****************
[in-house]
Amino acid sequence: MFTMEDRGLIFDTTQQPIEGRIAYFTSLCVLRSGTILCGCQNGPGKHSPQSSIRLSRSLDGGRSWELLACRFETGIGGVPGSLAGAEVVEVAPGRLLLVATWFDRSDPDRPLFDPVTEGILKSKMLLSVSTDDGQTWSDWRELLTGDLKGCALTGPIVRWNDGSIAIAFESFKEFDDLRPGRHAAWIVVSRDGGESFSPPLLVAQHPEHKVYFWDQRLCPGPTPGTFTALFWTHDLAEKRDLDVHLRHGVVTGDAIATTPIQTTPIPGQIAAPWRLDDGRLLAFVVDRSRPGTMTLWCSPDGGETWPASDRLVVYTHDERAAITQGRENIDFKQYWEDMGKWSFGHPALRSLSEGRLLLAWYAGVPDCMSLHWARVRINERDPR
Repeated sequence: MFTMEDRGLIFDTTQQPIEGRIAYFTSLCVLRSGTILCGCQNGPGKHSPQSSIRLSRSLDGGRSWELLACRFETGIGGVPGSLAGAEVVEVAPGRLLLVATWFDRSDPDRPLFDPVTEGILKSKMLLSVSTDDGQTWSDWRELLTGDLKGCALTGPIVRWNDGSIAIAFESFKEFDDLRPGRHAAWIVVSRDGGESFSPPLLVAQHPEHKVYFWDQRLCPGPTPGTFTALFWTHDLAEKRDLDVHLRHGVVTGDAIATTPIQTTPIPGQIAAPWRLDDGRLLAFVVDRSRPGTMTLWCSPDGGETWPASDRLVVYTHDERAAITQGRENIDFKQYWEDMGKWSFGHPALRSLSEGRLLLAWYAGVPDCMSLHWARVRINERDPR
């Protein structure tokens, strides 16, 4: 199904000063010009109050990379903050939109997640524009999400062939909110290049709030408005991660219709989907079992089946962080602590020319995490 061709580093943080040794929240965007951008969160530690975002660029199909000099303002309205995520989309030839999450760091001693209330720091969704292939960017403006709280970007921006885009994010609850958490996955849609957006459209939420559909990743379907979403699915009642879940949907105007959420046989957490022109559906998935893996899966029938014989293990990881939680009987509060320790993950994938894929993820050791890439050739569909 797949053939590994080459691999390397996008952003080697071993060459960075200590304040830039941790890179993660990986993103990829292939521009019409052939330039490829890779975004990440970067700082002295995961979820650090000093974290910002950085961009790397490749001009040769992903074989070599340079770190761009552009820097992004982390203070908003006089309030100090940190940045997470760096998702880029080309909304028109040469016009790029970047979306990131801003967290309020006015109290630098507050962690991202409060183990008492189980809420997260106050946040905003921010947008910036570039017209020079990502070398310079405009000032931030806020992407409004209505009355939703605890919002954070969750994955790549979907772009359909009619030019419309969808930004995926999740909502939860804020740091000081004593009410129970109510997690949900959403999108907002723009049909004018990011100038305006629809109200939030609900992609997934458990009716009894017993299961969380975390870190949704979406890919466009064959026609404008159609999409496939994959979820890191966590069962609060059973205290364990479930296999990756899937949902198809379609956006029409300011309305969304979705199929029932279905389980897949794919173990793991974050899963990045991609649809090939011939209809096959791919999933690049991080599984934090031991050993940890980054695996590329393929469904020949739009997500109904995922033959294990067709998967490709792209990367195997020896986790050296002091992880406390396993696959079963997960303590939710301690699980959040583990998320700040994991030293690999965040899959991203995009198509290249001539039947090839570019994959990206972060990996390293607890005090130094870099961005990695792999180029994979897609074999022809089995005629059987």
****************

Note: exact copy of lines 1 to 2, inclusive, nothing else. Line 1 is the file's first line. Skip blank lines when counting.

[in-house]
Amino acid sequence: MFTMEDRGLIFDTTQQPIEGRIAYFTSLCVLRSGTILCGCQNGPGKHSPQSSIRLSRSLDGGRSWELLACRFETGIGGVPGSLAGAEVVEVAPGRLLLVATWFDRSDPDRPLFDPVTEGILKSKMLLSVSTDDGQTWSDWRELLTGDLKGCALTGPIVRWNDGSIAIAFESFKEFDDLRPGRHAAWIVVSRDGGESFSPPLLVAQHPEHKVYFWDQRLCPGPTPGTFTALFWTHDLAEKRDLDVHLRHGVVTGDAIATTPIQTTPIPGQIAAPWRLDDGRLLAFVVDRSRPGTMTLWCSPDGGETWPASDRLVVYTHDERAAITQGRENIDFKQYWEDMGKWSFGHPALRSLSEGRLLLAWYAGVPDCMSLHWARVRINERDPR